Two American servicemen were among the passengers who overpowered an armed attacker on a Thalys high-speed train from Amsterdam to Paris on Friday, averting what officials said was an attempted terrorist attack.
The gunman was carrying a Kalashnikov assault rifle and an automatic pistol, as well as ammunition and a box cutter knife.
Alek Skarlatos, an Oregon National Guardsman, and Spencer Stone, a member of the Air Force, reportedly rushed the gunman and were able to subdue him.
Skarlatos, 22, told Sky News that as the duo confronted the suspect, Skarlatos grabbed the assault rifle at his feet and “started muzzle thumping him in the head with it,” while Stone held the gunman in a chokehold.
Stone sustained knife wounds during the struggle and received treatment at a hospital in Lesquin, France. A second unnamed passenger was hit by a bullet and was in serious but stable condition, officials said.
Several people helped disarm the assailant, including a friend traveling with Skarlatos and Stone, 23-year-old Anthony Sadler, who told Reuters that he awoke to a frantic scene with “people ducking” as he spotted the gunman entering the train car.
“We just all ran back there and we tried to do whatever we could to try and beat him up so he didn’t shoot anybody. He pulled out a box cutter and cut Spencer a couple of times but beside that we just tried to do whatever we could,” Sadler said.
“I came to see my friends on my first trip in Europe and we stopped a terrorist,” he said. “It’s kinda crazy.”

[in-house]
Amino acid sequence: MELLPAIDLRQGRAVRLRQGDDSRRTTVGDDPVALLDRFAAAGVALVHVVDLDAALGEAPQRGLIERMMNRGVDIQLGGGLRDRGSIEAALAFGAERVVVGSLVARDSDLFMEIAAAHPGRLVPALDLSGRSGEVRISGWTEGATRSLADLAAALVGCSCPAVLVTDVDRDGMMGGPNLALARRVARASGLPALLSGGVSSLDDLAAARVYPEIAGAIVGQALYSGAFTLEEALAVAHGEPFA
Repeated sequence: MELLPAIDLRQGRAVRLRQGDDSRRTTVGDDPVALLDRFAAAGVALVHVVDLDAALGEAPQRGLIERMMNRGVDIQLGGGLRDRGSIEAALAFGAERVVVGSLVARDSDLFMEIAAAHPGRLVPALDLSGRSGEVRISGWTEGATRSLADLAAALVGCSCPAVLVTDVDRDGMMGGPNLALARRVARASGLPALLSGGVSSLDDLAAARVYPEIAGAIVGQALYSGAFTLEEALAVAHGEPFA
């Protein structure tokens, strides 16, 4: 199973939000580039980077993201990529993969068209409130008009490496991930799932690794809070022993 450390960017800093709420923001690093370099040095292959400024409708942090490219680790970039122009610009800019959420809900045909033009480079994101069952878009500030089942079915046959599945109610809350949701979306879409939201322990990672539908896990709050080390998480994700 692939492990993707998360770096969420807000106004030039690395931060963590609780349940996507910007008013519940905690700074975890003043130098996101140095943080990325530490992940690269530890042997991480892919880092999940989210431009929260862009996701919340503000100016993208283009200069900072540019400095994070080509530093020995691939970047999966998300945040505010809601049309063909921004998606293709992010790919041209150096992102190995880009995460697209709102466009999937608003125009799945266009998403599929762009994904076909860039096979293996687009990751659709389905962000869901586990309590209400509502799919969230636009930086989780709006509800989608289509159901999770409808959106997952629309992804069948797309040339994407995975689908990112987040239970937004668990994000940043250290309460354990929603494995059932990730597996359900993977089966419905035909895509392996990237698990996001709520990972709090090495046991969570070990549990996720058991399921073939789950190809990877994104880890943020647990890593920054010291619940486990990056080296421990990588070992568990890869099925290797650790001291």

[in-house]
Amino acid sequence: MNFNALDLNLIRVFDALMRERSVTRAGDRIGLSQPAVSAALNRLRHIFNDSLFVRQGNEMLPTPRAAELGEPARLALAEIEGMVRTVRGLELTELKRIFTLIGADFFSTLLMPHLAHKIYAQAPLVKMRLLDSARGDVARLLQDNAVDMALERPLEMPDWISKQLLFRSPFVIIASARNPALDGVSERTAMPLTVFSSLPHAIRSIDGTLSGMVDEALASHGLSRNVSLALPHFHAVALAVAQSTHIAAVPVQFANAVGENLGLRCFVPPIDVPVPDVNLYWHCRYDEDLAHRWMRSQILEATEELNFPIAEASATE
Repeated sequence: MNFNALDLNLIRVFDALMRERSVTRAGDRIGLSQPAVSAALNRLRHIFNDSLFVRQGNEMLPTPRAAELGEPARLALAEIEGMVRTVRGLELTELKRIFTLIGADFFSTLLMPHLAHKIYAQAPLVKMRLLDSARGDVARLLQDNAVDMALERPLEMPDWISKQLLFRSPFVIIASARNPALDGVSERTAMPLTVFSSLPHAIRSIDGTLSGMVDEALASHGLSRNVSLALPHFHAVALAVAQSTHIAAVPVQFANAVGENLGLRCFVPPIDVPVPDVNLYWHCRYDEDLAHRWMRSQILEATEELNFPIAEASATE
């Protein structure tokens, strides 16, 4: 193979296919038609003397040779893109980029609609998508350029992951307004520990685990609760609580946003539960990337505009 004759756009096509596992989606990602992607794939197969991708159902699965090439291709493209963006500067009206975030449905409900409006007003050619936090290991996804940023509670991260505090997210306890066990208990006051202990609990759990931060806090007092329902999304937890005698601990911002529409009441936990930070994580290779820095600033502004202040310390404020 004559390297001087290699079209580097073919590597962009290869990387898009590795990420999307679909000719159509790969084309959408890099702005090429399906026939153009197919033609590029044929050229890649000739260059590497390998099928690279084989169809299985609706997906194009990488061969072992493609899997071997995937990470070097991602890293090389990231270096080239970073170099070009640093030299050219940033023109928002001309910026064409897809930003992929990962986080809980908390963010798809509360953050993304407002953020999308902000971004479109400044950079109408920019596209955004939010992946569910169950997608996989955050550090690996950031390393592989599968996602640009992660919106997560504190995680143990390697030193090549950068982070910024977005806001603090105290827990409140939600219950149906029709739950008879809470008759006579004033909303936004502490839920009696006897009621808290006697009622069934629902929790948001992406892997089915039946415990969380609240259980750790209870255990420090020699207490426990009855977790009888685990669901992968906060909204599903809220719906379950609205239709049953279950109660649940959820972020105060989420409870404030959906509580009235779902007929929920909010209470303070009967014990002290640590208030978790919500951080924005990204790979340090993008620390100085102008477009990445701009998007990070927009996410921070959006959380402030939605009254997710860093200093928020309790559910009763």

President Barack Obama called the three friends on Saturday to commend them for their “extraordinary bravery.”
“The president expressed his gratitude to these three individuals for their heroic actions forestalling an even greater tragedy,” White House spokesman Eric Schultz said in statement.
French Interior Minister Bernard Bazeneuve said at a press conference Saturday that while the suspect’s identity had not been officially confirmed, he is believed to be a Moroccan man flagged by Spanish authorities last year for radical beliefs.
“If the identity he has declared is confirmed, he is a 26-year-old man of Moroccan nationality identified by the Spanish authorities to French intelligence services in February 2014 because of his connections to the radical Islamist movement,” he said.
While French officials had identified the man as a security risk, he was not under surveillance, the New York Times reported.
The suspect was arrested in the city of Arras in northern France on Friday, and was transferred to police headquarters outside of Paris on Saturday.